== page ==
Over the last couple of days this blog has touched on the depth of quality teams in the Big East. An impressive seven of the ten teams in the conference have been identified as legitimate contenders to win the league championship, but with that it means a few will have rather mediocre conference records when it’s all said and done. And unless one of those teams wins the conference tournament at MSG in mid-March, they will more than likely miss out on the NCAA Tournament.
Unless, that is, they play a strong non-conference schedule and get some solid victories under their belt in the first half of the season. Unfortunately however, that’s not the case for a few of the Big East teams.
Butler, DePaul and Seton Hall were the three left off the contenders list. So their NCAA Tournament hopes are slim to none. “The goal for this year is the NCAA Tournament,” said DePaul head coach Oliver Purnell last week. Yeah, I’m not sure too many people took that statement very serious. Maybe in a couple years for the Blue Demons, but this year doesn’t seem realistic.
But there also seem to be three of the contenders that have done themselves a disservice with their non-conference scheduling (this blog evaluated each team’s schedule about two weeks ago). So it will be imperative that these squads win the games that need to be won, finish at or near the top of the conference, or make it simple and just win the Big East Tournament.
Georgetown, Marquette, Villanova and Xavier compiled well-rounded non-conference schedules that will be sure to provide a challenge. Like it or not, the tournament selection committee still refers to a team’s RPIs when making decisions. So a job well done to those four teams. However, there are three teams that could have put themselves in a vulnerable position. They are as follows:
It seems like a foregone conclusion that the Bluejays will be in the NCAA Tournament again this year after they reached each of the last two years with Doug McDermott leading the way. But this schedule is weak. Their best two guaranteed games are at Saint Joseph’s and home for California. Those are two teams that are expected to finish in the middle of the pack in the A-10 and PAC 12 respectively. They also play in the Wooden Legacy (Nov 28 – Dec 1), with the potential to play against a pretty good San Diego State team. That’d be their best game before January and it’s not a guarantee. McDermott makes Creighton a good team, and for his senior year they clearly could have scheduled better.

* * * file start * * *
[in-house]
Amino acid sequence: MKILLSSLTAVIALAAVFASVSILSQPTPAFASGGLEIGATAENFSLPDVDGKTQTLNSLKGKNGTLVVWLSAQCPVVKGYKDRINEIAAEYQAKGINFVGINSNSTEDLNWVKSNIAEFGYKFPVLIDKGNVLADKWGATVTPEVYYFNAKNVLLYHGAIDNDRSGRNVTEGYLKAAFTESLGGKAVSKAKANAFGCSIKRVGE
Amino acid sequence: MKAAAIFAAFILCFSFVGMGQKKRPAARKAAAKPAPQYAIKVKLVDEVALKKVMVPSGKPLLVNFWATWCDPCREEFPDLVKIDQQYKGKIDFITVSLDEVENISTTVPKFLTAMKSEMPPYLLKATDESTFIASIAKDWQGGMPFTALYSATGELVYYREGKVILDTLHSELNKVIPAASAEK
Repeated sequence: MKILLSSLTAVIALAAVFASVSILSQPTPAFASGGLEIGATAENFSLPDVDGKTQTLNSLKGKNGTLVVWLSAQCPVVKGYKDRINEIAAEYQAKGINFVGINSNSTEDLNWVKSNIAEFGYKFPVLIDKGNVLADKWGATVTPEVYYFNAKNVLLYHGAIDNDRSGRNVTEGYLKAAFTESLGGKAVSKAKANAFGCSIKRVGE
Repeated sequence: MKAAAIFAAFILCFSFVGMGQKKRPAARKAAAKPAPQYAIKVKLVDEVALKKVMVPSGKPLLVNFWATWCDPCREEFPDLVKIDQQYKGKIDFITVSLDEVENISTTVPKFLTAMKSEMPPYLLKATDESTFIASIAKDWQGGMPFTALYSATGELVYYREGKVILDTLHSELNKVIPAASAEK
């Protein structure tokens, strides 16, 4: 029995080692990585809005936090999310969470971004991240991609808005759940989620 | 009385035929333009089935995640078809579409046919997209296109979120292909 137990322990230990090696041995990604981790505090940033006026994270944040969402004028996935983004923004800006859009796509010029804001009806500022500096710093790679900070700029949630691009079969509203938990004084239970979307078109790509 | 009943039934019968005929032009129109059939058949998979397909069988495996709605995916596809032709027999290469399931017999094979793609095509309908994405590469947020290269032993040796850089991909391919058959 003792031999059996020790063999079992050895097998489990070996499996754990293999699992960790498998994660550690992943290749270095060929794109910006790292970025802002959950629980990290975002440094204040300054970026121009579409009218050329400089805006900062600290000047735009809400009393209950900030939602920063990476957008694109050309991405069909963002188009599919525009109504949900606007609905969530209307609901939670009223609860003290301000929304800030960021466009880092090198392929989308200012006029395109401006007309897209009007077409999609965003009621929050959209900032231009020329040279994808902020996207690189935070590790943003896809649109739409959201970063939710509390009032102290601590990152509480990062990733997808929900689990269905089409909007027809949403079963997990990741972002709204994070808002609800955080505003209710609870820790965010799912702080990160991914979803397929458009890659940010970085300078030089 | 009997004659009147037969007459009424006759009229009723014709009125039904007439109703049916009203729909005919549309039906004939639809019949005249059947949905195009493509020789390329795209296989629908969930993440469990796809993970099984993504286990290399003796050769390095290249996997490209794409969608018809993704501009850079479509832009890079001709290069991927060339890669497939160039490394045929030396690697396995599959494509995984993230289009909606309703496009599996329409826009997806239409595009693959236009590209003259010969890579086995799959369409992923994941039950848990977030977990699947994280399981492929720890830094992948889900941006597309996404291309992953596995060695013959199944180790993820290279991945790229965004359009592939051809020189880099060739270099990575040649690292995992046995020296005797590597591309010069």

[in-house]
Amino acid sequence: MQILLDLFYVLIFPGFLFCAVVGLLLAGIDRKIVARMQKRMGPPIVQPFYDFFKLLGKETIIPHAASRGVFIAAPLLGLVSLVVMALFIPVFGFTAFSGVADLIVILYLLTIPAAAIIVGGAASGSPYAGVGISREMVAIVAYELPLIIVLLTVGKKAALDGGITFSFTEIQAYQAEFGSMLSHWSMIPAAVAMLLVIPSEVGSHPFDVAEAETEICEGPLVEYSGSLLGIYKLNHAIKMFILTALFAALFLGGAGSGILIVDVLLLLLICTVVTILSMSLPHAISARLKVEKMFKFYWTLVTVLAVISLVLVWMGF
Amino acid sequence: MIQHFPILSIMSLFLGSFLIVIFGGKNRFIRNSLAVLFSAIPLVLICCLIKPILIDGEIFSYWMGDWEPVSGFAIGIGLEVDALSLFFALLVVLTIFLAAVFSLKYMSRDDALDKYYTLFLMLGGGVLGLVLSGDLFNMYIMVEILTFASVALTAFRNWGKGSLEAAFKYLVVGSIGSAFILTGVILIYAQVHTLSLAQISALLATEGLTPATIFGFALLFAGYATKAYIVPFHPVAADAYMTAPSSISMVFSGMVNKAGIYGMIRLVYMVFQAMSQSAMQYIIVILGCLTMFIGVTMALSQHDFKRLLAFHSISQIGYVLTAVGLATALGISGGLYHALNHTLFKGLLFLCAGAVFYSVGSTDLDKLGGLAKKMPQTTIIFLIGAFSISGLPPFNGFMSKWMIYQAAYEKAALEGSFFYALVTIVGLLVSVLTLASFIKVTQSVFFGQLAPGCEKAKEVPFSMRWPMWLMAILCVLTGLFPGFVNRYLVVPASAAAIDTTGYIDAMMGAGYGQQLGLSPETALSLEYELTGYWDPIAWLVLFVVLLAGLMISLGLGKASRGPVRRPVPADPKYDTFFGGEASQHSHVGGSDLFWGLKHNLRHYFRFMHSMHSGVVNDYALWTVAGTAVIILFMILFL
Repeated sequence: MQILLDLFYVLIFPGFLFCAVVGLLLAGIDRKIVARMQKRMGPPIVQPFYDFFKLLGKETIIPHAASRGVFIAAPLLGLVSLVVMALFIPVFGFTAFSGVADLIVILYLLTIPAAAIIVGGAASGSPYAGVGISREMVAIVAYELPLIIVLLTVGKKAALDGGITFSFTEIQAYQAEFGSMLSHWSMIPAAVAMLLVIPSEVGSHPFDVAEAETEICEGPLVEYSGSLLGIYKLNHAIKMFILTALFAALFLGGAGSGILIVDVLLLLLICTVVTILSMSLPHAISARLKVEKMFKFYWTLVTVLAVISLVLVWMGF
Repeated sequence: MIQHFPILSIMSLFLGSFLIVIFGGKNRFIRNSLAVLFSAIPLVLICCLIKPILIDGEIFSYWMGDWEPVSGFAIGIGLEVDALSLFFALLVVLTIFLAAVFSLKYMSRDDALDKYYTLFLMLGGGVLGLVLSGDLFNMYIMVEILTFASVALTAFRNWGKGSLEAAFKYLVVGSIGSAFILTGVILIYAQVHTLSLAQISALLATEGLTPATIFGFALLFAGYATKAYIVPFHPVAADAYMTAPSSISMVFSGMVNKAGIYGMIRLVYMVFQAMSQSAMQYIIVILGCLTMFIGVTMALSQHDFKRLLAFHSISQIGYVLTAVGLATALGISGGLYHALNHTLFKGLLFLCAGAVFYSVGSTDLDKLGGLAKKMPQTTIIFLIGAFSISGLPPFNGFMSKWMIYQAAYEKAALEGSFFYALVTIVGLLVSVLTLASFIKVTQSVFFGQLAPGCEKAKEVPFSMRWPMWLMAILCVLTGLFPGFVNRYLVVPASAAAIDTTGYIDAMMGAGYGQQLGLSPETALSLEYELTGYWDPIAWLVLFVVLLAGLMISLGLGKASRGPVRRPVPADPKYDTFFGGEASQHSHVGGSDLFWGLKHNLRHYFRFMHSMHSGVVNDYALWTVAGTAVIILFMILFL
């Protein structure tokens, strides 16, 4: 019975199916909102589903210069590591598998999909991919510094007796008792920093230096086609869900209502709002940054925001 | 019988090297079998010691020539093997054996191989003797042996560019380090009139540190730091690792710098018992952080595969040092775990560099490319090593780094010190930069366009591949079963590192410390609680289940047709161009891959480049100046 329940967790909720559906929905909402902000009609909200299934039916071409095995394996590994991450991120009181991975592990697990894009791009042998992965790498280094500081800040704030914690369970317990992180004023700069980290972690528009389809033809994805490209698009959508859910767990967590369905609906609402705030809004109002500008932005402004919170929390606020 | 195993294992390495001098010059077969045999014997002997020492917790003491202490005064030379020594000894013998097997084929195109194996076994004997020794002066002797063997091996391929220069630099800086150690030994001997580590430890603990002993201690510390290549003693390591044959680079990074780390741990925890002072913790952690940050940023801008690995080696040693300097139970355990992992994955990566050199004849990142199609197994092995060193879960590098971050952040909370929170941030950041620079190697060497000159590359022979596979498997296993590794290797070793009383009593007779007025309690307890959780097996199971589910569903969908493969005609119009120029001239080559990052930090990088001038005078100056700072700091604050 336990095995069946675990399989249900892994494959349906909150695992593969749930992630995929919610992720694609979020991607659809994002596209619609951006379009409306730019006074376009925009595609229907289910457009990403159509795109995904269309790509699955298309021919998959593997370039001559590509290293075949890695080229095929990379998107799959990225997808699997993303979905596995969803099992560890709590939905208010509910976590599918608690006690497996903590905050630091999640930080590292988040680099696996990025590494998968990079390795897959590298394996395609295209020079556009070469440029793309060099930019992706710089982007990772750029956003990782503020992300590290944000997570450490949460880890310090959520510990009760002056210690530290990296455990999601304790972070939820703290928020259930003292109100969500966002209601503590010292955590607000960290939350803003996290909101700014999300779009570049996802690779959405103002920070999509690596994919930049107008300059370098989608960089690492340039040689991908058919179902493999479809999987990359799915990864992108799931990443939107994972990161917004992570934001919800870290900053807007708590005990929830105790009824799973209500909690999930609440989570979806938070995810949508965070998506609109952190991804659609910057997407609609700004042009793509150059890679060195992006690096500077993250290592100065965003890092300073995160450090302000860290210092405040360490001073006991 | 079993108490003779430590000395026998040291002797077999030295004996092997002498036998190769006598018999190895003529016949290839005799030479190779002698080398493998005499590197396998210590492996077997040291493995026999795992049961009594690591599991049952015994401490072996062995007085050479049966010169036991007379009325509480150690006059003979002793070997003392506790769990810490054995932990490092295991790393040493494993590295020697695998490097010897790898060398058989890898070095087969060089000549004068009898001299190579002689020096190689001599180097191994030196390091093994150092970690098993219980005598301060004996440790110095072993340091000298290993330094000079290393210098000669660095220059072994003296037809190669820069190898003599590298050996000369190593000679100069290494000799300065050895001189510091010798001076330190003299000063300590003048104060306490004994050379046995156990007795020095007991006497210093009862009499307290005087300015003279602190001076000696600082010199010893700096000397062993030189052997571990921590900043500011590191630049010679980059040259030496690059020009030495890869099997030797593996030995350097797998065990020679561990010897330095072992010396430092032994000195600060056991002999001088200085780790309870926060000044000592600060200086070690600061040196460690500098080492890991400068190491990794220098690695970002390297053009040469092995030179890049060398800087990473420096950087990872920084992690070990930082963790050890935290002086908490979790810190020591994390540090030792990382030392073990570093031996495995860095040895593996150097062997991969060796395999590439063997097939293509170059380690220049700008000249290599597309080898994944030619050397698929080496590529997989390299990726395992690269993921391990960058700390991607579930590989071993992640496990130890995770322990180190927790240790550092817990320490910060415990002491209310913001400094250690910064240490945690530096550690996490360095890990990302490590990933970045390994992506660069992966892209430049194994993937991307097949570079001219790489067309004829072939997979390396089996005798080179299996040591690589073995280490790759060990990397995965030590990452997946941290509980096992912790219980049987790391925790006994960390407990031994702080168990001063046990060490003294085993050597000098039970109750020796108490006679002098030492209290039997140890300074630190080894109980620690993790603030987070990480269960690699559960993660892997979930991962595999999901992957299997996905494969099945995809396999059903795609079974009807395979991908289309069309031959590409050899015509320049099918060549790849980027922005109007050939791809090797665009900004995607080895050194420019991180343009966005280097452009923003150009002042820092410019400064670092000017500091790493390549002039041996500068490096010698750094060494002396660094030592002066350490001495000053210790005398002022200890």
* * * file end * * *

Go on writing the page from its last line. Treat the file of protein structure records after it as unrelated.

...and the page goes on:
In fairness, PC is playing the best possible non-conference game a team could play – against the Kentucky Wildcats on a neutral floor (Barclays Center in Brooklyn) on December 1. I mean, this team is expecting to go 40-0 and cruise to a national championship. And Providence can make their tournament hopes easy on themselves by winning this game. The Friars also have a good game scheduled at the University of Massachusetts, as UMASS should compete for an A-10 championship this year. But if PC loses both of those games, then a middle of the ACC pack Boston College and a trip to the Virgin Islands Paradise Jam tournament is the extent of what the rest of this schedule holds. The teams on display at the Virgin Islands Paradise Jam include: Vanderbilt (their round 1 game), Northern Iowa, Loyola Marymount, Marist, Maryland, Morgan St. and LaSalle. It’s conceivable that PC could win this tournament and that would go a long way in their NCAA Tournament hopes.
St. John’s Red Storm
The problem with the Johnnies schedule is that they don’t play a single true road game. Yes, the neutral site game against Wisconsin and their home contest against Syracuse are high quality games, but that’s all they have to work with. The rest is fluff with a couple games at the Barclays Center against low-quality opponents. If St. John’s loses both of their noteworthy games, they’ll need to do work in the Big East to have any hope at making the NCAA Tournament.